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Still could be failing processor.  Or memory.  I doubt it is software related since that normally results in a BSOD or recovery message.  Probably hardware most likely since the system just shuts off.  I would start disconnecting any external components, and any internal you can live without, one by one to see if you can narrow it down to hardware.

 

I have to agree, I would start testing all components individually:

 

Run memtest overnight

Test your Hard Drives via MFG diagnostics

PC Check is pretty decent for testing CPU

 

 

check your board for the blown caps though or extended caps

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Check the motherboard for blown or extended caps

 

disable ulps (amds power saving mode for graphics cards)

 

 

I had a similar issue where it seemed when my system (server) was idling it would freeze or randomly reboot or shut down. I eliminated heat as the culprit and in the end it was my psu. Any chance a friend or family member has an old psu you can at least try?

 

I've never heard of ULPS - disabling it wont shorten the life of my card, will it?  it's already 5 years old :p

 

Processor failing could cause this.  Or a fan not working properly.  Sounds like it is over heating and shutting down.

 

Definitely not a heat issue, unless none of my thermometers are registering properly.  I run OpenHardwareMonitor and graph all my temps with min and max:

IDLE: CPU - 37

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nope disabling ULPS wont shorten the lifespan.

 

Cool n Quiet could also be causing this, maybe try turning it off for a week.

 

 

Does anything pop out within event viewer after these crashes?

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Random shutdown are also caused by RAM. Check it as well.

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Even if you don't "think" it's the PSU, I would check it.  What is the brand?  That one area it's not a good idea to go cheap.

 

ANY part can fail within a year, so don't rule it out.  If it's completely off, then I'd say PSU.  Memory or other things will cause BSoD and typically loop unless you set it to NOT reboot, then it'll stay on the BSoD screen.  Same with HD errors.

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I've never heard of ULPS - disabling it wont shorten the life of my card, will it?  it's already 5 years old :p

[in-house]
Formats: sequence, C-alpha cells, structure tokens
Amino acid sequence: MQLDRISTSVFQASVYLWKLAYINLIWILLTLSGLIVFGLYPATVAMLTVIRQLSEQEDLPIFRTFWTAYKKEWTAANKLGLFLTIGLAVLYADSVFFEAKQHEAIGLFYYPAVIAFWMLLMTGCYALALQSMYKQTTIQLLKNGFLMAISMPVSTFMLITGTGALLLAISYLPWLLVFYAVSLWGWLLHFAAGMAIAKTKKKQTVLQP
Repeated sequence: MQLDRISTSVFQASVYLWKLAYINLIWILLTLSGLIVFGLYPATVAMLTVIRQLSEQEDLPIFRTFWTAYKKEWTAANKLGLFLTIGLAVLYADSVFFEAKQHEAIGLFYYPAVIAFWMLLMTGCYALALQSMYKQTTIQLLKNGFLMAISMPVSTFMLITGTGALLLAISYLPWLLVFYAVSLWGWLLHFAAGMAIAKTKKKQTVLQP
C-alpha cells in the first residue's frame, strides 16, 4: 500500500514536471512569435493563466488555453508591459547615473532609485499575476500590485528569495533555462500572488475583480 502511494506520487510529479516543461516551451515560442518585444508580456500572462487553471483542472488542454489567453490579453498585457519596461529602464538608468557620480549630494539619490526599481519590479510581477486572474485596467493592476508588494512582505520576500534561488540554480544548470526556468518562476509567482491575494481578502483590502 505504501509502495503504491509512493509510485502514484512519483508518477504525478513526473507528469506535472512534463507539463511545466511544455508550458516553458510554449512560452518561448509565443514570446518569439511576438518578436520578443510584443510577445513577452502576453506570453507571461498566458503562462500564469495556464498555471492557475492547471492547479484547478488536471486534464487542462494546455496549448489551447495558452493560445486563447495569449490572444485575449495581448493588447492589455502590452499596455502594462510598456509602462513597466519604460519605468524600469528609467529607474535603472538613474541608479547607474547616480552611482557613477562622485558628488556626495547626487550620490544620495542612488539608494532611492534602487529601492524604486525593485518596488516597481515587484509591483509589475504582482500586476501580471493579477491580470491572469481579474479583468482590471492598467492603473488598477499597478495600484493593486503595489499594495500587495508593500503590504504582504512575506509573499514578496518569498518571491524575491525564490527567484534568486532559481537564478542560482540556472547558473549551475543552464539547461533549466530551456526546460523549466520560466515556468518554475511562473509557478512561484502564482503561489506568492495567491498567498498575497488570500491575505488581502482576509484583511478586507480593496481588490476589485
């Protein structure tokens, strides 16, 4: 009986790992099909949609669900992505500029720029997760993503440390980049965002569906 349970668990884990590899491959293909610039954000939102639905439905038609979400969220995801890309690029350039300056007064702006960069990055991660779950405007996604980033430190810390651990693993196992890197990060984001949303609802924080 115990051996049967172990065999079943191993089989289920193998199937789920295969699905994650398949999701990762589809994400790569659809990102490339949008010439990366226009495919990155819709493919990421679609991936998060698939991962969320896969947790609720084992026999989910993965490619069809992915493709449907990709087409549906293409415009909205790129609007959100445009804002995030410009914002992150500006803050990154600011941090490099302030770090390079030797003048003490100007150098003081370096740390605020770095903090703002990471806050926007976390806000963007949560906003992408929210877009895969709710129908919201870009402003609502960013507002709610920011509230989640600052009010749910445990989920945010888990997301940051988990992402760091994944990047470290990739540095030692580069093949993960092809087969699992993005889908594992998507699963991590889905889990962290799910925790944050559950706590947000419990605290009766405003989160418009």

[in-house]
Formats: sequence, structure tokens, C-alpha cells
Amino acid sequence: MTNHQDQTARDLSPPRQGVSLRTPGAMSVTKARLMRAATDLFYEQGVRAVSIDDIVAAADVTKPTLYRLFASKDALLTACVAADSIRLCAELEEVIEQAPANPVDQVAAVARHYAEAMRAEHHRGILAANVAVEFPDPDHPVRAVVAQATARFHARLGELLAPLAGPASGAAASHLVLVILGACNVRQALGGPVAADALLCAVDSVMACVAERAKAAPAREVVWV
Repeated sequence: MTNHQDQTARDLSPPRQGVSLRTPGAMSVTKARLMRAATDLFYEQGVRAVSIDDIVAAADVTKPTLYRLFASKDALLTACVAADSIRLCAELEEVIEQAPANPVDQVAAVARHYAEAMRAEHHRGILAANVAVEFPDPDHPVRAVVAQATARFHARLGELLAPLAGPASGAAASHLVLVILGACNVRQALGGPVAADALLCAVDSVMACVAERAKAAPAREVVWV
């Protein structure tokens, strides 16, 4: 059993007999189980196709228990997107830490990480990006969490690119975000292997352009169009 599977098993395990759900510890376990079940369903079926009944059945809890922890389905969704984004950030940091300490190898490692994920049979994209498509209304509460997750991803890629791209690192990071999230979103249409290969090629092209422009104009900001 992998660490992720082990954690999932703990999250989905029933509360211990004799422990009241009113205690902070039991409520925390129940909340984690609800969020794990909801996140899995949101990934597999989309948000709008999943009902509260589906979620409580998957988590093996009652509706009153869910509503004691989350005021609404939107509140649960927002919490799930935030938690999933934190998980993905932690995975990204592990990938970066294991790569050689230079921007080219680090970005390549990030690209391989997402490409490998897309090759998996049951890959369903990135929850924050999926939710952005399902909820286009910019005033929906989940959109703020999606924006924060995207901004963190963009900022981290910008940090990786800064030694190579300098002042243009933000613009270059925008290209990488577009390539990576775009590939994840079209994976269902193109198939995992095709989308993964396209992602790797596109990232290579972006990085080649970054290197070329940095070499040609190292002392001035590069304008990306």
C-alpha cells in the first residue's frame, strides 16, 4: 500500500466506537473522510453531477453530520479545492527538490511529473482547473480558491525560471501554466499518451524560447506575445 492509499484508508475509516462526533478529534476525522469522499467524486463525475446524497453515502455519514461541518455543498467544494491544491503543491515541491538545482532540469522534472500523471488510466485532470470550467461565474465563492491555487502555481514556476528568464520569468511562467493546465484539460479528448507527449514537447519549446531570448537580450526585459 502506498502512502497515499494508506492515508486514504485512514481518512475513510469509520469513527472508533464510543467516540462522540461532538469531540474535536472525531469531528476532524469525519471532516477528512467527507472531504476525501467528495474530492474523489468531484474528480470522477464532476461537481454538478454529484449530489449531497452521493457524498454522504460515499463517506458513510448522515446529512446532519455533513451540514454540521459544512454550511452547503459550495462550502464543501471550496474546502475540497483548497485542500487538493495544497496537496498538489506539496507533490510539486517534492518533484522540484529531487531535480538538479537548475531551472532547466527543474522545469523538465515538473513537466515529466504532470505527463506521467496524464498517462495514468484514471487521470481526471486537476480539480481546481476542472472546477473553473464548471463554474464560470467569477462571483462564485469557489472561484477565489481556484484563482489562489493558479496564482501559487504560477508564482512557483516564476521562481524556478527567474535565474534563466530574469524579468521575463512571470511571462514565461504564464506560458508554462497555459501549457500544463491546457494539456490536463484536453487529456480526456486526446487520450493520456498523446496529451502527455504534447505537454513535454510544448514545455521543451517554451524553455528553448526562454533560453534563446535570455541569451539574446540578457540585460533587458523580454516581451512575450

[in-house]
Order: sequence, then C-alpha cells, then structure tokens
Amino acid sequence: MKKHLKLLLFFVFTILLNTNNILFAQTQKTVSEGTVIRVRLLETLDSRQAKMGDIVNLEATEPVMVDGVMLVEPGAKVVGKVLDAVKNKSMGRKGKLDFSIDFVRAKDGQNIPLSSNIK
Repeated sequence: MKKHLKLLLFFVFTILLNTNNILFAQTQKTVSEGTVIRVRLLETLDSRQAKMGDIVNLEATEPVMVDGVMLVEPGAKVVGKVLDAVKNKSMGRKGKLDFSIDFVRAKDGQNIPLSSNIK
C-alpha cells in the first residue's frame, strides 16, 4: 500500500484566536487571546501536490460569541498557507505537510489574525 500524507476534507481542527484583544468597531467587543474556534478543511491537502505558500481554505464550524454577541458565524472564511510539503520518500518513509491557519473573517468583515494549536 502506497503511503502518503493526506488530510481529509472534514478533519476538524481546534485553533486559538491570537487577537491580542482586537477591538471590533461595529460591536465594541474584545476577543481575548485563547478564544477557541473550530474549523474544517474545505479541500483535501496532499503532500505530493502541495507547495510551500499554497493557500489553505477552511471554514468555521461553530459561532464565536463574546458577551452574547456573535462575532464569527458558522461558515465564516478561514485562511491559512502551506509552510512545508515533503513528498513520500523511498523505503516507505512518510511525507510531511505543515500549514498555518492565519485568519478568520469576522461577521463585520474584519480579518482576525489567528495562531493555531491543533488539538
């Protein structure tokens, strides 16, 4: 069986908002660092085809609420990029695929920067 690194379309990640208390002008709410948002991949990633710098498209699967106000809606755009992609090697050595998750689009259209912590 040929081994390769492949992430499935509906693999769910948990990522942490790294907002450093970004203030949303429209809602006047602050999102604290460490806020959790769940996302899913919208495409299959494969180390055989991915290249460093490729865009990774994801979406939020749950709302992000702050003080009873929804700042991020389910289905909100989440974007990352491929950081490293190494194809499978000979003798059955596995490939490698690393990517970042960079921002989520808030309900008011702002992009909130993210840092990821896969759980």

Definitely not a heat issue, unless none of my thermometers are registering properly.  I run OpenHardwareMonitor and graph all my temps with min and max:

IDLE: CPU - 37

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ANY part can fail within a year, so don't rule it out.  If it's completely off, then I'd say PSU.  Memory or other things will cause BSoD and typically loop unless you set it to NOT reboot, then it'll stay on the BSoD screen.  Same with HD errors.

 

Not necessarily.  I have seen PCs refuse to boot, or just shutoff, with bad sticks of memory.  I have even run in to laptops that would not boot if there was an external USB drive plugged in.  Chances are it probably isnt memory, but it is the process of elimination at this point.  Dont rule anything out but I am leaning more towards CPU/mobo personally.  Ran in to a few laptops that would turn on for a few minutes...or couple hours...and just turn off.  Ended up being one of the two.

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If the PSU says Thermaltake on it -- its definately suspect.

1.) Check error logs
2.) memtest
3.) replace PSU, even if its not the problem - it needs to be replaced.  Besides you can always use it on your next computer (BTW - you need a new computer)

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Only because I have seen a few of OPs posts, flat out telling him to replace something isnt always the easiest, money doesnt grow on trees for everyone. What might be a cheap part replacement for you, might not be for the next.